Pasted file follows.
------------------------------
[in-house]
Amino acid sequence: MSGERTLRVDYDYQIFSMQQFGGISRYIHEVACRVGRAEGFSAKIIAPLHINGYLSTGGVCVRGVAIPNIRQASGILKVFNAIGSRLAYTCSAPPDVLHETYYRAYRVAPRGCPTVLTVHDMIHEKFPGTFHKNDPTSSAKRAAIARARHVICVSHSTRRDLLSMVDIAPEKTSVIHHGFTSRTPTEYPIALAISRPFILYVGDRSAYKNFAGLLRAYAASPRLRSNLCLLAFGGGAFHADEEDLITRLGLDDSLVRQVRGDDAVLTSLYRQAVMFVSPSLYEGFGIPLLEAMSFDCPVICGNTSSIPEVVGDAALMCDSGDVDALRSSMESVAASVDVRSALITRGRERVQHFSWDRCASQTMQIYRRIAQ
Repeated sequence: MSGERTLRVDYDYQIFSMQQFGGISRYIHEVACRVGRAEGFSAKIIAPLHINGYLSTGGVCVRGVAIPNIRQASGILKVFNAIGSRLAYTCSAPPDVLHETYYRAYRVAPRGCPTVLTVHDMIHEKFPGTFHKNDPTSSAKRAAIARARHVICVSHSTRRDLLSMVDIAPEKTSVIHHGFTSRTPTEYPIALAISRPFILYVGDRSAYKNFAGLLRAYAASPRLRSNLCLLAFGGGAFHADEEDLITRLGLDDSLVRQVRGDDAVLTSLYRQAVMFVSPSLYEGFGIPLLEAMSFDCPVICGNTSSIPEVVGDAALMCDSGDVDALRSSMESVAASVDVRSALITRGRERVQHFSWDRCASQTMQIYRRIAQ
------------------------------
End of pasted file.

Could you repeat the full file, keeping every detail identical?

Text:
[in-house]
Amino acid sequence: MSGERTLRVDYDYQIFSMQQFGGISRYIHEVACRVGRAEGFSAKIIAPLHINGYLSTGGVCVRGVAIPNIRQASGILKVFNAIGSRLAYTCSAPPDVLHETYYRAYRVAPRGCPTVLTVHDMIHEKFPGTFHKNDPTSSAKRAAIARARHVICVSHSTRRDLLSMVDIAPEKTSVIHHGFTSRTPTEYPIALAISRPFILYVGDRSAYKNFAGLLRAYAASPRLRSNLCLLAFGGGAFHADEEDLITRLGLDDSLVRQVRGDDAVLTSLYRQAVMFVSPSLYEGFGIPLLEAMSFDCPVICGNTSSIPEVVGDAALMCDSGDVDALRSSMESVAASVDVRSALITRGRERVQHFSWDRCASQTMQIYRRIAQ
Repeated sequence: MSGERTLRVDYDYQIFSMQQFGGISRYIHEVACRVGRAEGFSAKIIAPLHINGYLSTGGVCVRGVAIPNIRQASGILKVFNAIGSRLAYTCSAPPDVLHETYYRAYRVAPRGCPTVLTVHDMIHEKFPGTFHKNDPTSSAKRAAIARARHVICVSHSTRRDLLSMVDIAPEKTSVIHHGFTSRTPTEYPIALAISRPFILYVGDRSAYKNFAGLLRAYAASPRLRSNLCLLAFGGGAFHADEEDLITRLGLDDSLVRQVRGDDAVLTSLYRQAVMFVSPSLYEGFGIPLLEAMSFDCPVICGNTSSIPEVVGDAALMCDSGDVDALRSSMESVAASVDVRSALITRGRERVQHFSWDRCASQTMQIYRRIAQ